The Beginning of the End of the Iraq War?

If our soldiers are out of Iraqi cities, and the Iraqi security forces start shouldering more and more responsibility as a result, do we really need all 130,000 troops sitting in their bases?
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Tomorrow will be an important date in the history of America's involvement in Iraq. Because it is the first milestone on the timeline for withdrawal that Iraqi Prime Minister Nouri Al-Maliki wrested from George W. Bush late last year. Which means, barring unforeseen circumstances (always a possibility in a war zone), tomorrow will mark the beginning of the end of America's military presence in Iraq.

What will happen tomorrow (and by some media reports, has already occurred) is that the American forces will completely pull out of Iraqi cities and withdraw to bases outside of the towns. Iraqis are already celebrating this withdrawal, and tomorrow has been declared "National Sovereignty Day" to mark the occasion in Iraq.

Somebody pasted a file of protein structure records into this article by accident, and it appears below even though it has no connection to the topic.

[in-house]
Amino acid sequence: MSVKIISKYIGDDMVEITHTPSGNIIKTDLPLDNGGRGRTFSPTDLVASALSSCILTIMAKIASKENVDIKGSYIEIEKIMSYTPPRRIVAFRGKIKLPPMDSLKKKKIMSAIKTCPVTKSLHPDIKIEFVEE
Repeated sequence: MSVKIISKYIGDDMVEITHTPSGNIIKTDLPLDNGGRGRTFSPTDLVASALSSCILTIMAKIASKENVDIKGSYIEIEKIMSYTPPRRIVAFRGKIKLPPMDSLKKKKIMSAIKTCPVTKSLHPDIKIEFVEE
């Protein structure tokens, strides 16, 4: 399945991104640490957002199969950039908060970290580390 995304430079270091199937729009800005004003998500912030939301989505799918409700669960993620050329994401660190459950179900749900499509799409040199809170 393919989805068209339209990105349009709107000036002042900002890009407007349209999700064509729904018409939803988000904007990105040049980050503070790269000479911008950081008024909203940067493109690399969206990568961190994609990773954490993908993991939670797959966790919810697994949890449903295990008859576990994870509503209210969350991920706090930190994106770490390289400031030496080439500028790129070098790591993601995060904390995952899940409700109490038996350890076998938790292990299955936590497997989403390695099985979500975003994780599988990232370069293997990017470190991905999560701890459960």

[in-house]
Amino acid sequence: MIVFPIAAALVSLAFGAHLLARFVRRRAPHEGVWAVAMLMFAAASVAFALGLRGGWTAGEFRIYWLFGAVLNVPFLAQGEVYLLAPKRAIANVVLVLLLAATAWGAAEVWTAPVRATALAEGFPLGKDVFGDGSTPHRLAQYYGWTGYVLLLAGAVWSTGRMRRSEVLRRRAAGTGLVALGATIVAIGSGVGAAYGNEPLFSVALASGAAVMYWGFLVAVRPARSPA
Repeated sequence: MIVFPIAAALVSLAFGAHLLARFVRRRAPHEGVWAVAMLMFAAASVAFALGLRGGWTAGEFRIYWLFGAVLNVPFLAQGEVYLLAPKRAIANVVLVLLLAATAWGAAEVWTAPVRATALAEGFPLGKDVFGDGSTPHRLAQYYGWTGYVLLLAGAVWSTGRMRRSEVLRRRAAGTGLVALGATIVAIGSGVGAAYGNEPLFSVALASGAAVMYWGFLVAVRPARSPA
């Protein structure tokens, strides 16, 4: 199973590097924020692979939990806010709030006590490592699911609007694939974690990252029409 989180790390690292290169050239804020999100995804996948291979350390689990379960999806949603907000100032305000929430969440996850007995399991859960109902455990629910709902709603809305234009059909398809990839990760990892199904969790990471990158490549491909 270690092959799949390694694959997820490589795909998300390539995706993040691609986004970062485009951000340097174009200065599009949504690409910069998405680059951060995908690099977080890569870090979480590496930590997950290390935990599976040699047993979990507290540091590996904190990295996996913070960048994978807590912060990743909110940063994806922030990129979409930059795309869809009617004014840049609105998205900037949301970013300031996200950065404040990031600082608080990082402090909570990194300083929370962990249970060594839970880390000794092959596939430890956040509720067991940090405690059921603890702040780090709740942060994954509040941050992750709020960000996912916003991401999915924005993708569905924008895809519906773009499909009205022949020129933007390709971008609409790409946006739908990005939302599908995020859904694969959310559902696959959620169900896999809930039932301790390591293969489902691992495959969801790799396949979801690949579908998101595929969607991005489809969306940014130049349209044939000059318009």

What this will ultimately mean depends on a number of important factors, none of which can be accurately predicted at this point. Looking back on this date in the future, it may be seen as overdue, timely, or rashly premature. Will the violence spike as a result? Will American troops begin returning home rapidly, or slowly? Will Maliki's government be able to stand on its own? Will the Iraq military be up to the job of providing security? Will the huge political questions the Iraqis have (successfully, so far) postponed finally be addressed in one way or another? About the only concrete analysis which can be made at this point is that there are more questions right now than answers.